Hi Dr. Laura,
I felt prompted to write to you after hearing a teenager asked your advice about choosing a career that would "balance" family life. I, like that girl, considered becoming a physician, but luckily my college had a pre-med orientation designed to "weed out" those students who were not serious about making the long-term commitment of medical school, residency and loans. Fortunately, I was one of those weeded out and changed my major to speech-language pathology. About a year later, I met an amazing and adorable man who was working in a research lab saving money and applying to medical school. He was accepted a year later. We married while he was in medical school and I was in grad school and we both worked extremely hard to make ends meet and support each other. During my long commute, I was lucky enough to find your show. It helped me learn how to be a good wife and future mother. We waited 5 years until we had our first child because we both knew that I needed to be home full time and my husband needed to be done with the insane rigors of residency.
We have now been married 15 years, have 3 amazing kids ages 10, 7 and 5. I am their mom full time and my husband is an ER physician and only works the overnight shift, 16 shifts per month and no beeper. This shift allows him to be home for dinner every night, every after school activity, homework time and bedtime. This shift and this specialty of medicine were conscious decisions we made for our family. This fall, our youngest will start kindergarten. I will be picking up some work a few hours a week, but my husband and I are looking forward to lots of daytime date time while the kids are at school in preparation for the happy chaos that returns at 3 o'clock and we tackle together.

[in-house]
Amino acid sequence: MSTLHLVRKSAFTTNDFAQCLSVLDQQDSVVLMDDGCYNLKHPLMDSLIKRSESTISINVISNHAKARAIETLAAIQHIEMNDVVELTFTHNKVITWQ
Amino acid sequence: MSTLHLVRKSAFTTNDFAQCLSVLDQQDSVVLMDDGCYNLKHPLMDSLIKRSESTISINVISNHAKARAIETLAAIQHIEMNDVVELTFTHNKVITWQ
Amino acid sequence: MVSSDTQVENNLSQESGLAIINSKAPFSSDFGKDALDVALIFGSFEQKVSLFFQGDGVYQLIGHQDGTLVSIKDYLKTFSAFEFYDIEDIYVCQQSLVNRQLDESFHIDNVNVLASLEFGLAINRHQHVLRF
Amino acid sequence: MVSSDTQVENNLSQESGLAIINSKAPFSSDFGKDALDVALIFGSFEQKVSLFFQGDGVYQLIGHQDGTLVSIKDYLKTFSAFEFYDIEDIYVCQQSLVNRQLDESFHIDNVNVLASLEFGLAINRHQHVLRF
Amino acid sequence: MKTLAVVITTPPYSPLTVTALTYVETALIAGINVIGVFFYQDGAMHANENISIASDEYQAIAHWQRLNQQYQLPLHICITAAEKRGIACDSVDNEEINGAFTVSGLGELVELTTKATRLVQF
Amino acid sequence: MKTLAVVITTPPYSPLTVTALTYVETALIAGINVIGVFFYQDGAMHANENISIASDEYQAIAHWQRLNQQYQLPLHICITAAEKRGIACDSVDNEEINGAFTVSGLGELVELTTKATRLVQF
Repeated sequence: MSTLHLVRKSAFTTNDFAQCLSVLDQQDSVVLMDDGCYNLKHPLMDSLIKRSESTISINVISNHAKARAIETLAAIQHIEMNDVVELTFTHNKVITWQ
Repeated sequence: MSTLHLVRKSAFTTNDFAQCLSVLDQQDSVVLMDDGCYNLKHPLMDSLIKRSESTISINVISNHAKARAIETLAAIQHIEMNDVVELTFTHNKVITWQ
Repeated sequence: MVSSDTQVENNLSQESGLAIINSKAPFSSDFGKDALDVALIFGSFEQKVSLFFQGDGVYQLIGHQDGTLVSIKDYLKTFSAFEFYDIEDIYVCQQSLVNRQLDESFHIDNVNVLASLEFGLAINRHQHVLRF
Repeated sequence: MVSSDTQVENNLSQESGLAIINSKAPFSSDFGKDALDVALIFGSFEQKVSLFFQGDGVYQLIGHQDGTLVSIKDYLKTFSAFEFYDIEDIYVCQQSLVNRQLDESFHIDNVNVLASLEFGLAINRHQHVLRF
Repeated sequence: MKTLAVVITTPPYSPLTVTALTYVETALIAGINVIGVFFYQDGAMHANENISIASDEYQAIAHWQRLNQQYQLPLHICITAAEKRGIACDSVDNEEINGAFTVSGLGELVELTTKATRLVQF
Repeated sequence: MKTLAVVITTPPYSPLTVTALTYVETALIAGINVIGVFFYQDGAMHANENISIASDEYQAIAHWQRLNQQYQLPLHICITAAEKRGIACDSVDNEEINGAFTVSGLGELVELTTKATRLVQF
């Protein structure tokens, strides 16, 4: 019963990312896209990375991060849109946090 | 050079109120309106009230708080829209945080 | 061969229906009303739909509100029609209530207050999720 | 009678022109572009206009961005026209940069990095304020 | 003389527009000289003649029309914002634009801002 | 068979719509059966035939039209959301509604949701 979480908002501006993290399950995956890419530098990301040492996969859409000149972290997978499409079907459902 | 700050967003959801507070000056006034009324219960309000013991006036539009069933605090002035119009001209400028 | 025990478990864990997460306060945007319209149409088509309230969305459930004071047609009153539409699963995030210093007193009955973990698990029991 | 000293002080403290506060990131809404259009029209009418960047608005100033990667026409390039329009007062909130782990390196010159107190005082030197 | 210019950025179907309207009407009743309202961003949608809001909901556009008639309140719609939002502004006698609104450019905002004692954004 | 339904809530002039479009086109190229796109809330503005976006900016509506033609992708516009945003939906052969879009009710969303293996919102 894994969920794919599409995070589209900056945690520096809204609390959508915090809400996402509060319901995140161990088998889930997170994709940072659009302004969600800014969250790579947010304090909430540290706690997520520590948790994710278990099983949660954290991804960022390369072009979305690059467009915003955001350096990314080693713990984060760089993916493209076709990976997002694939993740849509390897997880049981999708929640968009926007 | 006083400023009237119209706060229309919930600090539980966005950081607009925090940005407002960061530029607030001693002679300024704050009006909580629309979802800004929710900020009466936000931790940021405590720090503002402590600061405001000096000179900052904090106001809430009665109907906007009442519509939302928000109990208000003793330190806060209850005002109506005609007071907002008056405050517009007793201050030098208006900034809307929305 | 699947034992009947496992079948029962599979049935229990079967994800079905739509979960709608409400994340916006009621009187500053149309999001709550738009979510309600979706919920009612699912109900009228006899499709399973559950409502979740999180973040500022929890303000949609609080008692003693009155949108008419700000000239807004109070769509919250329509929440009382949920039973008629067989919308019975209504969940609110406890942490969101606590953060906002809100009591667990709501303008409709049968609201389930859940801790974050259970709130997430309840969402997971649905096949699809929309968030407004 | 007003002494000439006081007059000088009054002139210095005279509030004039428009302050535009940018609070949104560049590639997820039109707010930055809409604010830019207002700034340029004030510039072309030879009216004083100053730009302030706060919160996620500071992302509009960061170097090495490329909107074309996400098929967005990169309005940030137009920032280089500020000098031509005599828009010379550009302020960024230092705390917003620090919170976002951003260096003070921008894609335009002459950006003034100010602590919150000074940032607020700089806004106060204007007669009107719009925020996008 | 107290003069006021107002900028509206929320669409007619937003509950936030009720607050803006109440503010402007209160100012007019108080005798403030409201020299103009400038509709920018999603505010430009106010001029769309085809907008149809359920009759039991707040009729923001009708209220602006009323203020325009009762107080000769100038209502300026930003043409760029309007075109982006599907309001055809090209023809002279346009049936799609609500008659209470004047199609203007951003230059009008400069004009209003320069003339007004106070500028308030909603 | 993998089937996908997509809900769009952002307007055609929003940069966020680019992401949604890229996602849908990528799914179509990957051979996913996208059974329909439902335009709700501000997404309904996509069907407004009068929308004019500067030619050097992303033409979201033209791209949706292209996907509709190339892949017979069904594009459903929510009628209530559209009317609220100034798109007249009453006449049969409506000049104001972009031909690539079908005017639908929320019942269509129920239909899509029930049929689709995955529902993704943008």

I have often heard you say you would never marry a physician, but I am reminded every day that I married the right man who chose a profession where he can put his family first while still providing an amazing life for us. We know lots of other physicians who make similar decisions and others who don't. It really comes down to the right man, regardless of career, and I've got him. I feel so blessed that I was weeded out of the pre-med group because I know with all of the loans, being a full-time mom would not have been an option. High school and college girls are told that they can have it all and rarely think about how their careers will impact their families. I had many friends ask me "How could you waste all that education on being a stay-at-home mom?" My answer has always been: "I am working, but I only have 3 kids on my caseload." And they are they are the best talkers on the block!
Thank you for all that you do, keep doing it!
With sincere gratitude,